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Research Papers

High-Speed Fabrication of Microchannels Using Line-Based Laser Induced Plasma Micromachining

[+] Author and Article Information
Ishan Saxena

Department of Mechanical Engineering,
Northwestern University,
Evanston, IL 60208
e-mail: ishan@u.northwestern.edu

Rajiv Malhotra

Department of Mechanical,
Industrial and Manufacturing Engineering,
Oregon State University,
Corvallis, OR 97331
e-mail: Rajiv.Malhotra@oregonstate.edu

Kornel Ehmann

Department of Mechanical Engineering,
Northwestern University,
Evanston, IL 60208
e-mail: k-ehmann@northwestern.edu

Jian Cao

Department of Mechanical Engineering,
Northwestern University,
Evanston, IL 60208
e-mail: jcao@northwestern.edu

Contributed by the Manufacturing Engineering Division of ASME for publication in the JOURNAL OF MICRO- AND NANO-MANUFACTURING. Manuscript received October 2, 2014; final manuscript received February 25, 2015; published online March 18, 2015. Assoc. Editor: Nicholas Fang.

J. Micro Nano-Manuf 3(2), 021006 (Jun 01, 2015) (8 pages) Paper No: JMNM-14-1066; doi: 10.1115/1.4029935 History: Received October 02, 2014; Revised February 25, 2015; Online March 18, 2015

Microtexturing of surfaces has various applications that often involve texturing over large (macroscale) areas with high precision and resolution. This demands scalability and speed of texturing while retaining feature sizes of the order of a few microns. Microchannels are a versatile microfeature, which are often used in microfluidic devices and can be arrayed or joined to form patterns and free-form geometries. We present a technique to fabricate microchannels on surfaces with high-speed and by using a multimaterial process, namely, laser induced plasma micromachining (LIPMM). The process has the potential to machine metals, ceramics, polymers, and other transparent, brittle, and hard-to-machine materials. The presented technique uses an optical system to modify the laser spot into the shape of a line, to fabricate microchannels directly without scanning as in the case of a regular circular spot. The process schematics are shown, and micromachining experiments on polished aluminum are discussed. Moreover, it is shown that the depth and width of the channels may be varied by changing process parameters like the pulse energy, pulse frequency, and number of exposures.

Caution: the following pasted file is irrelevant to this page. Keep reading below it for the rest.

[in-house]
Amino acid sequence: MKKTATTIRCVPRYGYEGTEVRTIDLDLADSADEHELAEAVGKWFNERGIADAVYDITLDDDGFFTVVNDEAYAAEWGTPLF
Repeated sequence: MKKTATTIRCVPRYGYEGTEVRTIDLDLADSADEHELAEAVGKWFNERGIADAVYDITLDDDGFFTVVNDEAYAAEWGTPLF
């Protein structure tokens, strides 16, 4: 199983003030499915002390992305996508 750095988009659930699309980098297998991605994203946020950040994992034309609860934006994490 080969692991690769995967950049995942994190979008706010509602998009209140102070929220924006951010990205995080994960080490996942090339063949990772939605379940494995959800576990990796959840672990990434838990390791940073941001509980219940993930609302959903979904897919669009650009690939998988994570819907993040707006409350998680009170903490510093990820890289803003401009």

Copyright © 2015 by ASME
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Figures

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Fig. 1

(a) Focal spot created with a converging lens and (b) focal line created with a focusing lens and cylindrical lens

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Fig. 2

CCD images of focal spots created with: (a) converging lens and (b) focusing lens and cylindrical lens

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Fig. 3

Schematic representation of beam focal spot modification through the use of a cylindrical lens

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Fig. 4

(a) Length and (b) depth of the focal line, as a function of separation between the cylindrical lens and the focusing triplet

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Fig. 5

Intensity distribution at cross sections along the axis of propagation at different distances from the cylindrical lens: (a) 9.5 mm, (b) 10.6 mm, (c) 11.5 mm, (d) 12.5 mm, (e) 13.5 mm, (f) 15.5 mm, (g) 16.5 mm, and (h) 17.5 mm. Note: focal spots approximately at (b) and (g).

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Fig. 6

Laser system, as shown with the beam delivery system and the 5-axis motion stage

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Fig. 7

Qualitative comparison between: (a) incident intensity variation and (b) resulting depth profile of channel along its length

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Fig. 8

(a) Perspective view, (b) depth contour plot, and (c) depth profile for microchannels machined by L-LIPMM

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Fig. 9

Schematic of focal line variation process

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Fig. 10

Channel (a) depth and (b) width for different number of exposures

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Fig. 11

Microchannel after 12 exposures at 2 μm increments, deepest profile shown

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Fig. 12

Effect of changing pulse frequency on: (a) depth and (b) width of microchannels

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Fig. 13

Channel profile at maximum depth (100 kHz repetition rate)

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Fig. 14

Channel depth profiles with tapered and near-vertical walls (V and U shapes) for: (a) 20 kHz and (b) 100 kHz repetition rates

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Fig. 15

Effect of power variation on channel depth, at different pulse repetition rates

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Fig. 16

Effect of changing power on the length of microchannels, the power increases from top to bottom

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Fig. 17

Microchannel array on aluminum, 100 μm lateral spacing

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